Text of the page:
A lot of people love cats but some rather not have a neighbor’s cat in their yard. Many reasons exist why this can be a nuisance. A nearby cat can attack your cat or another small animal you own. It can leave feces in your yard, dig holes, leave dead animals and knock things over. Cats sometimes chew on wires around your home too.
How to get rid of neighbors’ cats in your yard? There are plenty of non-harmful ways to repel cats including spraying citrus and placing a variety of other displeasing scents around your yard. You can also make the ground less fun to walk on or fence your yard.
The article below includes several suggestions for how to keep others’ cats out of your yard.
Cats and Roaming
Felines are prone to wandering. They do this for several reasons with it all boiling down to instinct. Cats have a huge hunting instinct and roam to fulfill it. Some breeds are bigger hunters than others but the drive is in all cats. Finding new spaces with prey becomes important.
Cats also like to find new scents and are extremely curious. Something in your yard may be interesting to them. This could be the scent from your pet, a squirrel, a bird’s nest, or blooming flowers.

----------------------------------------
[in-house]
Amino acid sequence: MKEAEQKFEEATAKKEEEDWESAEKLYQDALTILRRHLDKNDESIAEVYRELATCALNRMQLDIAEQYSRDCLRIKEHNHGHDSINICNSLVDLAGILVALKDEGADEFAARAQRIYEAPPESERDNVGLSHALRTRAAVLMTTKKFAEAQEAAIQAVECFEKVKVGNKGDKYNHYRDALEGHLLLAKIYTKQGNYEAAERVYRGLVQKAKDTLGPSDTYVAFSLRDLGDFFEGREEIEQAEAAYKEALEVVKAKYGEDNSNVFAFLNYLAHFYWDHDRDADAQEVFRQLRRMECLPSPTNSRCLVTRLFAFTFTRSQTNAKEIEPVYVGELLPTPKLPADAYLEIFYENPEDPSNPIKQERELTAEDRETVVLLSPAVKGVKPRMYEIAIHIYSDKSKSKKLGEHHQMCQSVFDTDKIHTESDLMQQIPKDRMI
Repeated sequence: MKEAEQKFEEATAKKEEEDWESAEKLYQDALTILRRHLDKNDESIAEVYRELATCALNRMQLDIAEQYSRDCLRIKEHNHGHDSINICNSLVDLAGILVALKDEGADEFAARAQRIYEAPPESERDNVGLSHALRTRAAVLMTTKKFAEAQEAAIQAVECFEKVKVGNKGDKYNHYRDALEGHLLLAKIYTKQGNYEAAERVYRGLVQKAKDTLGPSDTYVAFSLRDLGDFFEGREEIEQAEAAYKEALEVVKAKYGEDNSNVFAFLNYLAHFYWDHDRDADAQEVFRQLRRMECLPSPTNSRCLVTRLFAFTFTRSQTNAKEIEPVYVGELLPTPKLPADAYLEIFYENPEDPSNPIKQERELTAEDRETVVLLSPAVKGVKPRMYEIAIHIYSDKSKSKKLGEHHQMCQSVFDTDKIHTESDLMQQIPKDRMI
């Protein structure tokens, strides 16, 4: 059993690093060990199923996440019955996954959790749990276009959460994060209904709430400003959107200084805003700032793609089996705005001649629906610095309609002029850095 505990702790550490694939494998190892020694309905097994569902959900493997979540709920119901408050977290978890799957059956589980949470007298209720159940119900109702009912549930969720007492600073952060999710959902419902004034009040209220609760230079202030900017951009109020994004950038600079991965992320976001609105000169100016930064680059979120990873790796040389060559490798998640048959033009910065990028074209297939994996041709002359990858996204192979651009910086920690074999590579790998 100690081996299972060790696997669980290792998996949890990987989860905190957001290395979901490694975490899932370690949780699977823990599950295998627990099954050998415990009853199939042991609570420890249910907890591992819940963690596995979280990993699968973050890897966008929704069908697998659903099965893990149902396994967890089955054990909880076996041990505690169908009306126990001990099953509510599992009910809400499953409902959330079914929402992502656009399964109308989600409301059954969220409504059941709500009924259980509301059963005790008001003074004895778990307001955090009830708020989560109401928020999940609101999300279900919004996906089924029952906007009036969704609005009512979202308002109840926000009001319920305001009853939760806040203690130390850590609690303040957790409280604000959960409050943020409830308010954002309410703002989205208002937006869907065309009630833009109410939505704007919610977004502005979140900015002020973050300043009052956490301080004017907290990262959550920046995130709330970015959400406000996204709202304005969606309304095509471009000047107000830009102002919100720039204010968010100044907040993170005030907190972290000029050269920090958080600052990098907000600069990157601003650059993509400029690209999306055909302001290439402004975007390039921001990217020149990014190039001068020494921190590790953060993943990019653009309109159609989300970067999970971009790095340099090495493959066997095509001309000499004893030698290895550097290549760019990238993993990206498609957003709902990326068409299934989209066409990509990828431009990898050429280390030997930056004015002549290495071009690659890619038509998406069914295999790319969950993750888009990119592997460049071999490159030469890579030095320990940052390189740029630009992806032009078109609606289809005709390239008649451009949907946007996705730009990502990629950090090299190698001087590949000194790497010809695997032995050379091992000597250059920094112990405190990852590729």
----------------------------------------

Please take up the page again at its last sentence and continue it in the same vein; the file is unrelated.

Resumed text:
Felines also like to claim their territory so they will prowl around, urinate, poop, and rub against fences and trees to leave their scent to tell other animals that your space is their property.
A cat will then begin expanding its territory. That can include your yard.
A primary reason a cat will seek other yards is to find a mate if they aren’t spayed or neutered. They will likely come into your yard if you have a female cat and the other cat is male.
This can happen even if your female is spayed and the other cat is neutered, although that situation typically occurs when the male is fixed as an adult rather than a young cat.
Cats Can Wander for Days
Some cats will go missing for a day or two regularly. They get into exploring and satisfying their predator nature and forget to come home on time. This sometimes depends on how scheduled the cat is with your routine. Many will venture home at dinner.
Cats rarely get lost. They have excellent directional skills and usually can find their way home even if they are miles away.
Discourage Them With Scents
The easiest way to discourage a neighbor’s cat from coming into your yard is to use scents to dissuade them. Cats detest certain scents like citrus and lavender and this can go a long way to stopping them from coming into your space.
One thing you can do is spread lemon or orange peels around your lawn, particularly near your neighbor’s yard where the cat enters yours
You can also plant lavender along the property line as cats will not like that. Planting garlic in your yard is another method of preventing cats from traveling into your yard. It may sound unusual, but sprinkling coffee grounds around your yard is also a good deterrent.
Many commercial sprays exist that repel cats from yards and spaces. These are also good to use on furniture to prevent your cat from clawing or sitting on the furniture. Some good sprays include:
- PetSafe SSSCat Spray Pet Deterrent
- Pet MasterMind Cat Spray
- Nature’s Mace Cat Repellent
- Sticky Paws Furniture Strips